Thousands of campaigners have marched on Downing Street to protest NHS funding shortages, as the health service suffers its worst ever winter crisis.
Protesters carrying placards with the words “kick the Tories out”, and “more staff, more beds, more funds”, gathered in central London in large numbers in support of fixing what they say is a “crisis” in the NHS.
“Keep your hands off our NHS,” they chanted as they marched towards Downing Street.
The demonstration, called “NHS in crisis: Fix it now”, was organised by the People’s Assembly and Health Campaigns Together.
Among the demonstrators was Jamie, a disability rights advocate who was attending the march in his wheelchair.
He was injured in a serious car crash 21 years ago. “I owe my life to the NHS,” he said.
“There is a tragedy unfolding and the fact is that so many desperate people are traumatised, stigmatised and stressed by work-capability testing.”
Save Lewisham Hospital campaigner Tamsyn Bacchus said she feared the NHS could gradually transform into a US-style private health service unless urgent action was taken.
“I have faith, and so do all these folk here, that it’s so important to have the principle of service that is [free] at the point of use so that when you are ill, when your child is running a high fever, when you need the hospital or a doctor, you can get them without worrying about having to pay for it.”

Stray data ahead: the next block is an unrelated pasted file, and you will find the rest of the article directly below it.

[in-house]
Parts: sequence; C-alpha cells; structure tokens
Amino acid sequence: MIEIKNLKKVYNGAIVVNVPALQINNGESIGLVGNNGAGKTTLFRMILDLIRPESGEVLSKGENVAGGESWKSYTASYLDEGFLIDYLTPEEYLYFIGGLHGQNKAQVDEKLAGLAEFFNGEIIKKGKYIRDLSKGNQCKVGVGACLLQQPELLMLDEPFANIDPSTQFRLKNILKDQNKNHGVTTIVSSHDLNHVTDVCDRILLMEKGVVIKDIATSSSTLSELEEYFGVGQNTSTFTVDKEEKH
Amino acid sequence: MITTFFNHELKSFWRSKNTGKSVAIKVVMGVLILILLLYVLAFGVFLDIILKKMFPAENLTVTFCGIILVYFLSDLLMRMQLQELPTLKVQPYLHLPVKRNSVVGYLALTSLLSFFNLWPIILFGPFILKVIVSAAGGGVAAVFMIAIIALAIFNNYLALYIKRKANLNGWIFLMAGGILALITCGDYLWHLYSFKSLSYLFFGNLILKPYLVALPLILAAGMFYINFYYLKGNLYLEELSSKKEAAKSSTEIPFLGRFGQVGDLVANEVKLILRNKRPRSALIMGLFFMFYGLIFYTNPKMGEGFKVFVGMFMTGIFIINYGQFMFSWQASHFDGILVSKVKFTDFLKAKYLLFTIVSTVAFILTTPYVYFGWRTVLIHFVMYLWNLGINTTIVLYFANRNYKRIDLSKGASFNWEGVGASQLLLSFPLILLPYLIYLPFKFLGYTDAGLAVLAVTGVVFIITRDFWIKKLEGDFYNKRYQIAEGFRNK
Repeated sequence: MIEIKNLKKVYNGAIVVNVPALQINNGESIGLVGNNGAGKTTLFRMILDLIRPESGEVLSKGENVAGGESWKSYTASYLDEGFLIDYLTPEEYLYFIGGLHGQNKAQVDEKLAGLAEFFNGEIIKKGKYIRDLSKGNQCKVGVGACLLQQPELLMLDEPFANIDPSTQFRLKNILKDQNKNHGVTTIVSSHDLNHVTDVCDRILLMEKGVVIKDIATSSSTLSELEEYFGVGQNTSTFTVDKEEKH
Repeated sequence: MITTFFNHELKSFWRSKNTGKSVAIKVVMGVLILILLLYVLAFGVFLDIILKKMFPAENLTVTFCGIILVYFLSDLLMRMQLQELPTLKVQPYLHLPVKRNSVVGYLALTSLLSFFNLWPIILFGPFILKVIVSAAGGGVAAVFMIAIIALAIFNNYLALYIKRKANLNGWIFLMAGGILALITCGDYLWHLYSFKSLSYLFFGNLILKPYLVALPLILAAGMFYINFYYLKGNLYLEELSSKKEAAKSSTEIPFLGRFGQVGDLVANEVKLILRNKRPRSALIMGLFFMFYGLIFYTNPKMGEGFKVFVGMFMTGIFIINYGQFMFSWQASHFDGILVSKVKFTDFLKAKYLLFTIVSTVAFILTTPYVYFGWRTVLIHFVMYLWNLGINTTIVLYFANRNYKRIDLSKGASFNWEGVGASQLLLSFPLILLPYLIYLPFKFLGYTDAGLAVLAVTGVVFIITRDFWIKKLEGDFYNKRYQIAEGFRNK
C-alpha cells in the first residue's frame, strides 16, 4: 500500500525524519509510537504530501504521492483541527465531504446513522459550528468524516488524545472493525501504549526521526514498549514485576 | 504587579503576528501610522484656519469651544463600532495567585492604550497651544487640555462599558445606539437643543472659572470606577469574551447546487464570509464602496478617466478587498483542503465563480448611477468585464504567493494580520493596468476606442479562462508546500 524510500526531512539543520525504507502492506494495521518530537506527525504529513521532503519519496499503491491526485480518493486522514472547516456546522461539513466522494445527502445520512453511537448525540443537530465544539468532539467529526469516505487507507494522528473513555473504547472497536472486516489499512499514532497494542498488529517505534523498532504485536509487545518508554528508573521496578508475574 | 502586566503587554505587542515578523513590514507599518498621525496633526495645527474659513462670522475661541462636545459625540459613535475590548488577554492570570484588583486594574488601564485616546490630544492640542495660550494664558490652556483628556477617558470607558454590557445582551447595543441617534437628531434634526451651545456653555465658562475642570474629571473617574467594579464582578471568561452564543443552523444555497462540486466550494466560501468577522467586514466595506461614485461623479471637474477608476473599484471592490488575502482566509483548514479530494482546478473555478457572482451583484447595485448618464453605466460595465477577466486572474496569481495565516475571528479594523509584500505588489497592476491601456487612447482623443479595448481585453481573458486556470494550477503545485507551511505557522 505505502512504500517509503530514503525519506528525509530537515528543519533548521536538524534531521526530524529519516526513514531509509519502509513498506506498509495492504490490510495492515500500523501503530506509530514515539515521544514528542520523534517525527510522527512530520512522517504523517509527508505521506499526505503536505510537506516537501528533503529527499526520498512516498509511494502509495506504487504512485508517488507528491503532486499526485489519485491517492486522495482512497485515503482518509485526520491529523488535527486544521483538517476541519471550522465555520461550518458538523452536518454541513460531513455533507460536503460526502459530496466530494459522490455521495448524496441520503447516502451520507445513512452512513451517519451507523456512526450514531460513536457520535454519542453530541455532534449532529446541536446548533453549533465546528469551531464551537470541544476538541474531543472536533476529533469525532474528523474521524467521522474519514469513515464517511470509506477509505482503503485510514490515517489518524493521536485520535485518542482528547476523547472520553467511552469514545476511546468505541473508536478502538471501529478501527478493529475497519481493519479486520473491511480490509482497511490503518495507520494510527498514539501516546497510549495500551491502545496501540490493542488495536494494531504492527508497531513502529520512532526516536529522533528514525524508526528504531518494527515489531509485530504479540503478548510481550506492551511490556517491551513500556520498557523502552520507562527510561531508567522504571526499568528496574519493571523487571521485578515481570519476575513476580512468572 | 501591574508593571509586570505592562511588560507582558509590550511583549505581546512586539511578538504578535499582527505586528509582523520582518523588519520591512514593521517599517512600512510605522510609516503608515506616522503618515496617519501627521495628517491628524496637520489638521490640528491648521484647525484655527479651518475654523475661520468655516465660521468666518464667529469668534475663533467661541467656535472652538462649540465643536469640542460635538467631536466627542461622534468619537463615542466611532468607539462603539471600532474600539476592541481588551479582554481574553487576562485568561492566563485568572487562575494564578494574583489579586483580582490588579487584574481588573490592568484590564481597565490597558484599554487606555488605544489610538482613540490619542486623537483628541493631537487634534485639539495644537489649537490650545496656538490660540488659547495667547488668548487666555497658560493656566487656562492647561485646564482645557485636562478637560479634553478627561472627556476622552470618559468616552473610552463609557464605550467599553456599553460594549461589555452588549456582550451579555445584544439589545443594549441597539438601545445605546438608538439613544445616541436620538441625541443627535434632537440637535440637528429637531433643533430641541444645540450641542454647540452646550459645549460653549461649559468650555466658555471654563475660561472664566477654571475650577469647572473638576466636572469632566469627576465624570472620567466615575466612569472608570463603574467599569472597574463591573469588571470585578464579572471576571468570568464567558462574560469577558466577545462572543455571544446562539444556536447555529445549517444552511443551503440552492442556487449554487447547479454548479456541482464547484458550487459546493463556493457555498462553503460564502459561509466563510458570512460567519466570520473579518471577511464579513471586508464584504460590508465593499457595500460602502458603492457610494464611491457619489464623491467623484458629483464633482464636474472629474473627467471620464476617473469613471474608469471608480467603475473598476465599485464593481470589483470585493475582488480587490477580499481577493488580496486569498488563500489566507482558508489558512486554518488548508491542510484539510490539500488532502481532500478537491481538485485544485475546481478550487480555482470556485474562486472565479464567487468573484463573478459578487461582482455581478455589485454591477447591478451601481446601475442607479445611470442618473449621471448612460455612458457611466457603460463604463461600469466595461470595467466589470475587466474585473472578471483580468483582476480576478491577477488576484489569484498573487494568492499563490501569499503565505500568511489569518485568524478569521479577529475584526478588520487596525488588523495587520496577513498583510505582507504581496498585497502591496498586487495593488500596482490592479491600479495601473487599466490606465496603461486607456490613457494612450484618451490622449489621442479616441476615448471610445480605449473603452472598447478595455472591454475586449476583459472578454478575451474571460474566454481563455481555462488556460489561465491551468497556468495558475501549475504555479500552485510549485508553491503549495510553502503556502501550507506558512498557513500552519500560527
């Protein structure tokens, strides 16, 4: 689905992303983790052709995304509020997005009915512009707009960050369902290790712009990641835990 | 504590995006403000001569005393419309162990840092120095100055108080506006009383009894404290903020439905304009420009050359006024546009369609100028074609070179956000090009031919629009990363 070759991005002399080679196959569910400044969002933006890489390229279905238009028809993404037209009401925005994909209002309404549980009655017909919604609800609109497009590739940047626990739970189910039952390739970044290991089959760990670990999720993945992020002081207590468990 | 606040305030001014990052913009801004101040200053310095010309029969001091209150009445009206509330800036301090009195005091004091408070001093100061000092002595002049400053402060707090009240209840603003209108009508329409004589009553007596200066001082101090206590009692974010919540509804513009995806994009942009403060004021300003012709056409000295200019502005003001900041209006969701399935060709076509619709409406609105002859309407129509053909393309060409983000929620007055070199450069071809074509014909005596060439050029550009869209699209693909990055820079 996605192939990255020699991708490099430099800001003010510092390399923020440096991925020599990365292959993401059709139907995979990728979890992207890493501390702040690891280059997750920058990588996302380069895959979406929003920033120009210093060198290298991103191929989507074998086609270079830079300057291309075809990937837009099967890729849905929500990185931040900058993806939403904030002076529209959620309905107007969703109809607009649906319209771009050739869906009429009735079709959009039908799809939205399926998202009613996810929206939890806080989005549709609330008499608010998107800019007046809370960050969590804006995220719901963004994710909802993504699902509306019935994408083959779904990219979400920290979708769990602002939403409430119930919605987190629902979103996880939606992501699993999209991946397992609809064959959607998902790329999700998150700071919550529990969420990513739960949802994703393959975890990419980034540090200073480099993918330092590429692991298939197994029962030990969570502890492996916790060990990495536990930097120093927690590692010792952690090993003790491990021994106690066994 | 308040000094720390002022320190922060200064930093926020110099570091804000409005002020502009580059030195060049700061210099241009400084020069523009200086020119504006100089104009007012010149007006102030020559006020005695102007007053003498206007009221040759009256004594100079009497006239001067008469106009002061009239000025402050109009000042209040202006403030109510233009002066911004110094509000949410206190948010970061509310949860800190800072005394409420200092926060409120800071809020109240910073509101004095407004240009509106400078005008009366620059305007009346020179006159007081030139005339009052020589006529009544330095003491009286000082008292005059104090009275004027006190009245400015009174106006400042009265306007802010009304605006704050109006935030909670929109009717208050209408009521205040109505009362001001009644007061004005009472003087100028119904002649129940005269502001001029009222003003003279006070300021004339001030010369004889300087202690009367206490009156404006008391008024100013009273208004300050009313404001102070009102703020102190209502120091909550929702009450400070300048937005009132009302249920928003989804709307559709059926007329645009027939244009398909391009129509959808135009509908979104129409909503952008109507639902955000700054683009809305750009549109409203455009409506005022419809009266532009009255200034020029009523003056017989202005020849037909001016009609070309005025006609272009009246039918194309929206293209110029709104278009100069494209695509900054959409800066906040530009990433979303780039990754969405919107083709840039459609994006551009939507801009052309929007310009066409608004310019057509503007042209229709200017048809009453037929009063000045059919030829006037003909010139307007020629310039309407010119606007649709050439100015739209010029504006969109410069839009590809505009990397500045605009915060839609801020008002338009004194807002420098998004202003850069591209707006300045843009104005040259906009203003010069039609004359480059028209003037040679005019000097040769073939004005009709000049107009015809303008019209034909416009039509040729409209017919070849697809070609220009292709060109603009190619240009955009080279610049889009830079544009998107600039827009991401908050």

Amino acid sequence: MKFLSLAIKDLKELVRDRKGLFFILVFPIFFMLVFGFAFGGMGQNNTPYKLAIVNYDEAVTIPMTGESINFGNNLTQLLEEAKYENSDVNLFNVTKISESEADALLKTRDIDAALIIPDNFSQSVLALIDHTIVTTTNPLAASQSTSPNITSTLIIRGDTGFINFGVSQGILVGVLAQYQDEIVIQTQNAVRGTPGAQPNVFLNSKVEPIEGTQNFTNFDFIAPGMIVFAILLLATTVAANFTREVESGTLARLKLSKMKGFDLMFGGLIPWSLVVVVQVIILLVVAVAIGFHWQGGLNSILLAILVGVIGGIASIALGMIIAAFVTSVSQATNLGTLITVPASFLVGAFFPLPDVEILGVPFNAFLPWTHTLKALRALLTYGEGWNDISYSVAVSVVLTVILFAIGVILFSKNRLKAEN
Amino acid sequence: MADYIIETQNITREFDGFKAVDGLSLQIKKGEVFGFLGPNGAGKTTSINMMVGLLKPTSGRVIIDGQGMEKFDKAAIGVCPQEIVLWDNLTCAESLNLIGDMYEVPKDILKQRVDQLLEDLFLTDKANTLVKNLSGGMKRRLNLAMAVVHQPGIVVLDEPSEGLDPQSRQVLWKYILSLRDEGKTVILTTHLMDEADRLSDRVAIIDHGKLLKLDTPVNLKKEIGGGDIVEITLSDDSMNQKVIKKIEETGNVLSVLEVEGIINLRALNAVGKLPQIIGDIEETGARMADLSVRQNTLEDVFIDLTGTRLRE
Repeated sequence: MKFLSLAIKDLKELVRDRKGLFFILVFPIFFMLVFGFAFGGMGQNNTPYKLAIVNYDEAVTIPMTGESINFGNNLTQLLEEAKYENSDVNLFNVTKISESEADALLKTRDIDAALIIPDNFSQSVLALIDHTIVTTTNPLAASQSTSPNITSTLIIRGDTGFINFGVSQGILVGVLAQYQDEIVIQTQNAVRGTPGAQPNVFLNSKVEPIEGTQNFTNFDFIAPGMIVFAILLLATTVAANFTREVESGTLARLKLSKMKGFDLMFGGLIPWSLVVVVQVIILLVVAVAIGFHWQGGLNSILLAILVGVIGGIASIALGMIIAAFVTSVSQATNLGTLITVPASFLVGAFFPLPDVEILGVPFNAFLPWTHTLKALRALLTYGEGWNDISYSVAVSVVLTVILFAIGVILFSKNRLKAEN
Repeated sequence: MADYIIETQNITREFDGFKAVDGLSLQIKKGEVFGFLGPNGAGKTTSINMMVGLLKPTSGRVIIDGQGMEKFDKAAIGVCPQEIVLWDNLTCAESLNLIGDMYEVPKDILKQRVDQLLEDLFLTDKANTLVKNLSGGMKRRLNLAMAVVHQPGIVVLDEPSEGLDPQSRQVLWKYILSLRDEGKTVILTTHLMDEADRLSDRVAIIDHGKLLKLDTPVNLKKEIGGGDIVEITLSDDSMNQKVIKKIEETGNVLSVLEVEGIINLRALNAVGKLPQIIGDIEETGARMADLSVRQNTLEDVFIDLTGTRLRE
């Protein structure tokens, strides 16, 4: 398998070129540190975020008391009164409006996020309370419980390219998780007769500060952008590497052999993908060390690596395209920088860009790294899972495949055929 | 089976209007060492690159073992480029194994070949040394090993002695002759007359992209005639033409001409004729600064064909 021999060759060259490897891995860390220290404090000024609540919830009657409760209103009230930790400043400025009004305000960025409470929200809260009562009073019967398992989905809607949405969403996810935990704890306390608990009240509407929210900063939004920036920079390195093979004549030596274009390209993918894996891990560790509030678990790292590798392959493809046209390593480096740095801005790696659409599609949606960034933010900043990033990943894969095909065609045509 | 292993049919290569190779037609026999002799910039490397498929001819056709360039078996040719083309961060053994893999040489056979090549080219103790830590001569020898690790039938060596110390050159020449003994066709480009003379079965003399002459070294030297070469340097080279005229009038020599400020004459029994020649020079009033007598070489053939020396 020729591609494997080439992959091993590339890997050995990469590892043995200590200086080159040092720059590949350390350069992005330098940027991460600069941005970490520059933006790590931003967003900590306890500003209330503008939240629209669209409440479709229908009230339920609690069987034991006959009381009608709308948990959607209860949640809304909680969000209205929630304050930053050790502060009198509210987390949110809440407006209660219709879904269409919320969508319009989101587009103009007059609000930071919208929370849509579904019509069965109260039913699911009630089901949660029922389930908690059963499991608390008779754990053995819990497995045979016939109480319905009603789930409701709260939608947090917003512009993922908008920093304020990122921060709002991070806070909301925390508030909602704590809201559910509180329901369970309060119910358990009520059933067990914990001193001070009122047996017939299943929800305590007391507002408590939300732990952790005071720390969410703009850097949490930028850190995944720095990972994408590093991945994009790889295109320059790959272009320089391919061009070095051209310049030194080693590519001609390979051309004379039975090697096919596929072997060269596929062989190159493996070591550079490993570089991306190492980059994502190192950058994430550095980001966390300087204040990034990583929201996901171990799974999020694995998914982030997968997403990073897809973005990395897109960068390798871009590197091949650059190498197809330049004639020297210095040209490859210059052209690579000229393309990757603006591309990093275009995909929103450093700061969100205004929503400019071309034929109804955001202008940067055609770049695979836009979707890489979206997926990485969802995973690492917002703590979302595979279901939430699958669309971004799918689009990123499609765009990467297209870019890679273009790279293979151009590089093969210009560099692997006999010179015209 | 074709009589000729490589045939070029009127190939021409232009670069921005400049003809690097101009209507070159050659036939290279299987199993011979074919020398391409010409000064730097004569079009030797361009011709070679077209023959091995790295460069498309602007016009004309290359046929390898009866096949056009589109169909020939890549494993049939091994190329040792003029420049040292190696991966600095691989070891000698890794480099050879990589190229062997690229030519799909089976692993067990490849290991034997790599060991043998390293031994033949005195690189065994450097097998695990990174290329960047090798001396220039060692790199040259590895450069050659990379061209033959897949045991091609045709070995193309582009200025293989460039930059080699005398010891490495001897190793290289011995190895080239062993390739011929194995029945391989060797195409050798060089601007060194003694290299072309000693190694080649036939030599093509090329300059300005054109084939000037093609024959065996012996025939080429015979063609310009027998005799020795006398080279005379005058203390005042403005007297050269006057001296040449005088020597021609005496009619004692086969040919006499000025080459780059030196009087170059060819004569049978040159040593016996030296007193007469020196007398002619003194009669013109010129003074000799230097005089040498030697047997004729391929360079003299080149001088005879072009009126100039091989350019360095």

Actor Ralf Little, who was due to speak at the march, has previously told how his mother was saved by NHS treatment when she suffered a stroke.
He said: “My mother was rushed to hospital in an ambulance, received expert emergency care, stayed in hospital for two weeks to recover, was treated daily by consultants, physical therapists, occupational therapists and nursing staff, was escorted home in a taxi and checked on three times a day for a further five weeks.”
Following a Twitter row with the Health Secretary, Little penned an open letter to Jeremy Hunt inviting him to attend the demonstration.
The Shadow Health Secretary, Jon Ashworth, also planned to be at the protest.
He has warned the NHS is experiencing its worst winter on record, on the service’s 70th anniversary year.
It comes just days after it was revealed hospitals are at their fullest point this winter, as the health service struggled to perform under significant strain.
Bed occupancy pressures in the weeks after Christmas saw the heads of major A&E departments write to Theresa May warning that patients were “dying prematurely in corridors” because they could not be properly cared for.
But now bed occupancy, for the week ending 28 January, has crept even higher, reaching 95.1 per cent across the NHS – the highest weekly average since reporting began at the end of November.